Part of my problem is the variety of media I consume. Following the UK press, I see pure organic doom of the darkest form. The euro was a terrible idea from the start, it's all gone pear-shaped, and the only joy within this catastrophe is that we get to say we told you so. But when I read a lot of the continental press, I see doom has a clear limit. Things are bad, and we've been spending money we don't have, but we know what steps are needed to fix things, and once we figure out how we can take those steps and still get re-elected, this whole mess will be sorted out quite quickly.

Which brings me to Hibernator Oatmeal Stout from Black Isle Brewery. If you are mesmerised by pure organic doom of the darkest form like I am, then you are going to love this beer. The flavours of chocolate, coffee, under-ripe blackberries and a hint of old leather will astound you. And it’s organic, so it’s good for you and it promotes a more sustainable future -- which is more than you can say for the international financial system. In short, invest in a few bottles of this.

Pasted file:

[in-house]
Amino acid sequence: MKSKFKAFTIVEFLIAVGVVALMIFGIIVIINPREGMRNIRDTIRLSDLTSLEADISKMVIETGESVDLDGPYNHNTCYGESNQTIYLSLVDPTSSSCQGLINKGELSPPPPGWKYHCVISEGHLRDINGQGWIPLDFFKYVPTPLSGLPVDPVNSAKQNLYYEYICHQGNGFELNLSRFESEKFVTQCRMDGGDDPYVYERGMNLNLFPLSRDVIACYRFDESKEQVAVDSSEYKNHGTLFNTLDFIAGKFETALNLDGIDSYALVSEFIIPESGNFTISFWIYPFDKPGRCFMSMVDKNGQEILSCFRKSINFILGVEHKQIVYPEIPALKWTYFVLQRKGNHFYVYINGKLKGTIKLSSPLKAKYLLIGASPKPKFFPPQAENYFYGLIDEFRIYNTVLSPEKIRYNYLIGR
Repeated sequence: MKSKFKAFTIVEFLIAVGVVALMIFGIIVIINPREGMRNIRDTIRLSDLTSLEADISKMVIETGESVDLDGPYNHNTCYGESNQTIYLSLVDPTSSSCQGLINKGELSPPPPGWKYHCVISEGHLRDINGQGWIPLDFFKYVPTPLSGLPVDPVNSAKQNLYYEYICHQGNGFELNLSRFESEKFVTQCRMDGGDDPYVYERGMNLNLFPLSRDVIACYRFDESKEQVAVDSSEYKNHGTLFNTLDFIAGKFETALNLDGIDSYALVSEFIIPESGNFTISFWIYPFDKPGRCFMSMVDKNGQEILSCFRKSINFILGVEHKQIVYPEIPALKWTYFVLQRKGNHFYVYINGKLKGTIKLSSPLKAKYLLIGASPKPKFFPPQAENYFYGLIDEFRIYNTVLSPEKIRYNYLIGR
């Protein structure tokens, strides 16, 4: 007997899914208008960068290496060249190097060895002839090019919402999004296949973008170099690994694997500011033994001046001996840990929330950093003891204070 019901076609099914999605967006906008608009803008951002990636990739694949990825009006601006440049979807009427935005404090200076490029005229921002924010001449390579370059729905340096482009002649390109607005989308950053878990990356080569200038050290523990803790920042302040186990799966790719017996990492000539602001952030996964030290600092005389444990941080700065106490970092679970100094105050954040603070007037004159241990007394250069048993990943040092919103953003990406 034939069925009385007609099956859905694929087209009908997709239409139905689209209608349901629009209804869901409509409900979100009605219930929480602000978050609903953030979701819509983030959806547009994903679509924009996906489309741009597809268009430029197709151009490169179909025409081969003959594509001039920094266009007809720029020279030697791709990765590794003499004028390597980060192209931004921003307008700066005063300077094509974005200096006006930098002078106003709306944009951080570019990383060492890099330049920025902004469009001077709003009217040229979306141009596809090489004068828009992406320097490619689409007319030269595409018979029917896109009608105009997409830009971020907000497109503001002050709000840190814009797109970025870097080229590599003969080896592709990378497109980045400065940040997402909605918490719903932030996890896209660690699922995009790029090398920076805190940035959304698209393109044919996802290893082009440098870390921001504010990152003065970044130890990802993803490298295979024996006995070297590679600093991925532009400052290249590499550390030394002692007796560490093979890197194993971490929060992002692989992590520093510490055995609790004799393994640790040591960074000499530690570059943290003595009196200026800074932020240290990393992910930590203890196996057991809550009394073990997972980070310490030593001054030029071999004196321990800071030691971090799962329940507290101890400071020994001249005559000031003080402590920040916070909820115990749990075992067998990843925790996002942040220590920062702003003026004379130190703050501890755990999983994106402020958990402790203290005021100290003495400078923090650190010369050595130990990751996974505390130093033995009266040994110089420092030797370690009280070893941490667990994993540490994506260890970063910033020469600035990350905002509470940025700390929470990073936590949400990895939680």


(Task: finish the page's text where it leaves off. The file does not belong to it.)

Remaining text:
Monday, 14 May 2012

Reader question: Beer shopping in Brussels

I get quite a few emails from readers, and though I sadly never have time to answer them all, I thought I could at least publish a few of them once in a while, along with my responses.

One question I get asked quite a lot comes from people planning beer-related trips to Belgium who want to know where to buy their favourite brands while here. I’ve written about the best bars in Brussels before (though that list may be a bit dated), but readers are also keen to know about purchasing bottles in the shops here.

Most recently, Mark Peachey got in touch from Australia...

Saturday, 12 May 2012

Cuvée De Ranke